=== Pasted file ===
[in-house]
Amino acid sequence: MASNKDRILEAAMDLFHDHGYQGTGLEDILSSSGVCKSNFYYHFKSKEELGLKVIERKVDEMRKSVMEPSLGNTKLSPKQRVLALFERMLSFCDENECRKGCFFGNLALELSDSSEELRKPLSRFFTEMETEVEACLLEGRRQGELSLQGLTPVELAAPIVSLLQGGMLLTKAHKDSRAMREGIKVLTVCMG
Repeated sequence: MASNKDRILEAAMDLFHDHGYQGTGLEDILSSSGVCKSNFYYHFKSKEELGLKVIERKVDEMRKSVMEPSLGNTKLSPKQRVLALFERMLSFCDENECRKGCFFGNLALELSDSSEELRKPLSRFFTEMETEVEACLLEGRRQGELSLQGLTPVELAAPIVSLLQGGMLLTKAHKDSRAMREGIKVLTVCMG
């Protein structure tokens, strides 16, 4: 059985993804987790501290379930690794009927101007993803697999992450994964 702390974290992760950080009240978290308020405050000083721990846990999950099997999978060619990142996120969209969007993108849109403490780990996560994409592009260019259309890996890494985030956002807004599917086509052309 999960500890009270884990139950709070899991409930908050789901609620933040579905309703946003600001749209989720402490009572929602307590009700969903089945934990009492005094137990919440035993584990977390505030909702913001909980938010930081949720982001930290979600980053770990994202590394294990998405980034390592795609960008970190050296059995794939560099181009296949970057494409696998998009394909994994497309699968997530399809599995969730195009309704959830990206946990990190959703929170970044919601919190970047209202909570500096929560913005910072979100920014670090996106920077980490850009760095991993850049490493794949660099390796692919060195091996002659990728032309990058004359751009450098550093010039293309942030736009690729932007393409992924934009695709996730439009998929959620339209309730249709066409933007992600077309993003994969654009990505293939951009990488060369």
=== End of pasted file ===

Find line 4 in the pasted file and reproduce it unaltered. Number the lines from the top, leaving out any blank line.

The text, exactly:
């Protein structure tokens, strides 16, 4: 059985993804987790501290379930690794009927101007993803697999992450994964 702390974290992760950080009240978290308020405050000083721990846990999950099997999978060619990142996120969209969007993108849109403490780990996560994409592009260019259309890996890494985030956002807004599917086509052309 999960500890009270884990139950709070899991409930908050789901609620933040579905309703946003600001749209989720402490009572929602307590009700969903089945934990009492005094137990919440035993584990977390505030909702913001909980938010930081949720982001930290979600980053770990994202590394294990998405980034390592795609960008970190050296059995794939560099181009296949970057494409696998998009394909994994497309699968997530399809599995969730195009309704959830990206946990990190959703929170970044919601919190970047209202909570500096929560913005910072979100920014670090996106920077980490850009760095991993850049490493794949660099390796692919060195091996002659990728032309990058004359751009450098550093010039293309942030736009690729932007393409992924934009695709996730439009998929959620339209309730249709066409933007992600077309993003994969654009990505293939951009990488060369």